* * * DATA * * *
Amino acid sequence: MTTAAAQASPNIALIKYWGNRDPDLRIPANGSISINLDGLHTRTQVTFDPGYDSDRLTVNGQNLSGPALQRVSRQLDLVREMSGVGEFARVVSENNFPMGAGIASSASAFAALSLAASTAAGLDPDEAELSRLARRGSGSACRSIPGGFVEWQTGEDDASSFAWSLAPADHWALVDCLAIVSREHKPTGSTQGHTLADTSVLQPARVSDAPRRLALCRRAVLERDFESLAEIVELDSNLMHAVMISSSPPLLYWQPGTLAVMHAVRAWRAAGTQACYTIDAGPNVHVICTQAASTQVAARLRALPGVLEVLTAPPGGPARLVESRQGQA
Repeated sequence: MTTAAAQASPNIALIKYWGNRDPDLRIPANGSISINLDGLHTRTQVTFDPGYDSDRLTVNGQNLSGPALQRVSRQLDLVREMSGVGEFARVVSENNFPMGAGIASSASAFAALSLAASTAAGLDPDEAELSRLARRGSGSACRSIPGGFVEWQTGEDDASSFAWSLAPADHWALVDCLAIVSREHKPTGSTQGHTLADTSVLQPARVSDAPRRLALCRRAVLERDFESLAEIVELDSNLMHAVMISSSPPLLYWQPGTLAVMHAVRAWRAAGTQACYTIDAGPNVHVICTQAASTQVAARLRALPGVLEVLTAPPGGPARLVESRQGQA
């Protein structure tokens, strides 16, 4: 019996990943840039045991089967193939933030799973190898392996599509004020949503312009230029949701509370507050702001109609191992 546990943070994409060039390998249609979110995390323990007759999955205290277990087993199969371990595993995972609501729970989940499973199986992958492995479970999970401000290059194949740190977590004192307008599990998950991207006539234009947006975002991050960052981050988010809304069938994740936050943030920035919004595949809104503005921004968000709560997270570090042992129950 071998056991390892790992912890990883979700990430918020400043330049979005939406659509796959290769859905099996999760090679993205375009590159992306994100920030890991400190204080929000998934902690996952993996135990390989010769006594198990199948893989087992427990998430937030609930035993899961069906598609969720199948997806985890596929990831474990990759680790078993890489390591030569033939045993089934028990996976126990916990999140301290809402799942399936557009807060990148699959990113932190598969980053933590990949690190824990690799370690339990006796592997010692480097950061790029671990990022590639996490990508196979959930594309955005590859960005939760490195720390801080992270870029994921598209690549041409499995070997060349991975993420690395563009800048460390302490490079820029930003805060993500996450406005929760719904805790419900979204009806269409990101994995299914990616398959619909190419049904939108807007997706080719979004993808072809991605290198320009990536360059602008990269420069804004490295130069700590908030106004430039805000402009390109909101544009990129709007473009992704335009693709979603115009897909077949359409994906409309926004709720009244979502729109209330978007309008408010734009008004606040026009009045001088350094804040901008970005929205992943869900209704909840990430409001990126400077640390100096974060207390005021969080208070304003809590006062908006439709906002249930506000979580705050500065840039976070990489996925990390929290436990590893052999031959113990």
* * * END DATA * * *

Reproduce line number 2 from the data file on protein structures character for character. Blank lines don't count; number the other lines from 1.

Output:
Repeated sequence: MTTAAAQASPNIALIKYWGNRDPDLRIPANGSISINLDGLHTRTQVTFDPGYDSDRLTVNGQNLSGPALQRVSRQLDLVREMSGVGEFARVVSENNFPMGAGIASSASAFAALSLAASTAAGLDPDEAELSRLARRGSGSACRSIPGGFVEWQTGEDDASSFAWSLAPADHWALVDCLAIVSREHKPTGSTQGHTLADTSVLQPARVSDAPRRLALCRRAVLERDFESLAEIVELDSNLMHAVMISSSPPLLYWQPGTLAVMHAVRAWRAAGTQACYTIDAGPNVHVICTQAASTQVAARLRALPGVLEVLTAPPGGPARLVESRQGQA